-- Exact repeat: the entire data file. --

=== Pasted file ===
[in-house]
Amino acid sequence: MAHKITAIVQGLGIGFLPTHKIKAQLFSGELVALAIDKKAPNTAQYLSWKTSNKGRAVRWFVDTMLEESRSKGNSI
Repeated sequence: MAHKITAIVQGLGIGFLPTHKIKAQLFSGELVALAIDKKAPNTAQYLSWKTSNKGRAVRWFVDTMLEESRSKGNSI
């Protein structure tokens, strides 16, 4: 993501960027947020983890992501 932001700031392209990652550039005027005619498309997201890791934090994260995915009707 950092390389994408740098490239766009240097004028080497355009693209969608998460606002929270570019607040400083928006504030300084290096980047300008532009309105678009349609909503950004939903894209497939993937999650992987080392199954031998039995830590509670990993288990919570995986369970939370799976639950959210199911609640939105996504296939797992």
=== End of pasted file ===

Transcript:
[in-house]
Amino acid sequence: MAHKITAIVQGLGIGFLPTHKIKAQLFSGELVALAIDKKAPNTAQYLSWKTSNKGRAVRWFVDTMLEESRSKGNSI
Repeated sequence: MAHKITAIVQGLGIGFLPTHKIKAQLFSGELVALAIDKKAPNTAQYLSWKTSNKGRAVRWFVDTMLEESRSKGNSI
């Protein structure tokens, strides 16, 4: 993501960027947020983890992501 932001700031392209990652550039005027005619498309997201890791934090994260995915009707 950092390389994408740098490239766009240097004028080497355009693209969608998460606002929270570019607040400083928006504030300084290096980047300008532009309105678009349609909503950004939903894209497939993937999650992987080392199954031998039995830590509670990993288990919570995986369970939370799976639950959210199911609640939105996504296939797992």